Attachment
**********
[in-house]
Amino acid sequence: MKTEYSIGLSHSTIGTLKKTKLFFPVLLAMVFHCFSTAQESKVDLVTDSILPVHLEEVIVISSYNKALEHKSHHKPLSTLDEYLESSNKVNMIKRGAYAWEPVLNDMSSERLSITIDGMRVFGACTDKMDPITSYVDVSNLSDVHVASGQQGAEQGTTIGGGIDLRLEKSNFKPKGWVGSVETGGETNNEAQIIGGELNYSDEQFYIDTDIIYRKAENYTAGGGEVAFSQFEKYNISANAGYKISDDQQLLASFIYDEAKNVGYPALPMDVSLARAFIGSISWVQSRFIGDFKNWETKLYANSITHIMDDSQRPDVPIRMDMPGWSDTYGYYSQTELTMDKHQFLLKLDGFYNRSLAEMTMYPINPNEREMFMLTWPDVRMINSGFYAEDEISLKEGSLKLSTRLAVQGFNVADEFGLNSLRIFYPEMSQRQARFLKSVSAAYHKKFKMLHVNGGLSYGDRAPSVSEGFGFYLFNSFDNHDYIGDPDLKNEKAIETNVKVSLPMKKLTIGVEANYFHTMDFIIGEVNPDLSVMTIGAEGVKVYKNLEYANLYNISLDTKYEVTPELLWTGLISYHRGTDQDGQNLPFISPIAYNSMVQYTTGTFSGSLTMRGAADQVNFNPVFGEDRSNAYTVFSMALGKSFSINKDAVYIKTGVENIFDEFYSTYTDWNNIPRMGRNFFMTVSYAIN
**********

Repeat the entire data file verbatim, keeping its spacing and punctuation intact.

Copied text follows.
[in-house]
Amino acid sequence: MKTEYSIGLSHSTIGTLKKTKLFFPVLLAMVFHCFSTAQESKVDLVTDSILPVHLEEVIVISSYNKALEHKSHHKPLSTLDEYLESSNKVNMIKRGAYAWEPVLNDMSSERLSITIDGMRVFGACTDKMDPITSYVDVSNLSDVHVASGQQGAEQGTTIGGGIDLRLEKSNFKPKGWVGSVETGGETNNEAQIIGGELNYSDEQFYIDTDIIYRKAENYTAGGGEVAFSQFEKYNISANAGYKISDDQQLLASFIYDEAKNVGYPALPMDVSLARAFIGSISWVQSRFIGDFKNWETKLYANSITHIMDDSQRPDVPIRMDMPGWSDTYGYYSQTELTMDKHQFLLKLDGFYNRSLAEMTMYPINPNEREMFMLTWPDVRMINSGFYAEDEISLKEGSLKLSTRLAVQGFNVADEFGLNSLRIFYPEMSQRQARFLKSVSAAYHKKFKMLHVNGGLSYGDRAPSVSEGFGFYLFNSFDNHDYIGDPDLKNEKAIETNVKVSLPMKKLTIGVEANYFHTMDFIIGEVNPDLSVMTIGAEGVKVYKNLEYANLYNISLDTKYEVTPELLWTGLISYHRGTDQDGQNLPFISPIAYNSMVQYTTGTFSGSLTMRGAADQVNFNPVFGEDRSNAYTVFSMALGKSFSINKDAVYIKTGVENIFDEFYSTYTDWNNIPRMGRNFFMTVSYAIN